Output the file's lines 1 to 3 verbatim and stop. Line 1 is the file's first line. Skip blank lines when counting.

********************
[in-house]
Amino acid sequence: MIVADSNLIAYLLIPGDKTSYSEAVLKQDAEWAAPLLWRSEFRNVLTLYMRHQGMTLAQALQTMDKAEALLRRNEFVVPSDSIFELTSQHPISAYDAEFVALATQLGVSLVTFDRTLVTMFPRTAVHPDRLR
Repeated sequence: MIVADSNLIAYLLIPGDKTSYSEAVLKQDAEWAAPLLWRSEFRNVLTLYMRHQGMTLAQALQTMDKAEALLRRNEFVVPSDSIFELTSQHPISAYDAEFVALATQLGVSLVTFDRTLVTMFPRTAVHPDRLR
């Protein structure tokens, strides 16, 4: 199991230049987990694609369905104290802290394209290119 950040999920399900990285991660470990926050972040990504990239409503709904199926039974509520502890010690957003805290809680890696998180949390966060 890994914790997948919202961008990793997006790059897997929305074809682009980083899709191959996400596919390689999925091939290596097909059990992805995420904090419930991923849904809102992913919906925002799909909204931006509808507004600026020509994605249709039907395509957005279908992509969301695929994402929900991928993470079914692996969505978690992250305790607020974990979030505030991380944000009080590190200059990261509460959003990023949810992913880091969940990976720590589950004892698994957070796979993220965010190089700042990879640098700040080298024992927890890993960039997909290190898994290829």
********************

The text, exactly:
[in-house]
Amino acid sequence: MIVADSNLIAYLLIPGDKTSYSEAVLKQDAEWAAPLLWRSEFRNVLTLYMRHQGMTLAQALQTMDKAEALLRRNEFVVPSDSIFELTSQHPISAYDAEFVALATQLGVSLVTFDRTLVTMFPRTAVHPDRLR
Repeated sequence: MIVADSNLIAYLLIPGDKTSYSEAVLKQDAEWAAPLLWRSEFRNVLTLYMRHQGMTLAQALQTMDKAEALLRRNEFVVPSDSIFELTSQHPISAYDAEFVALATQLGVSLVTFDRTLVTMFPRTAVHPDRLR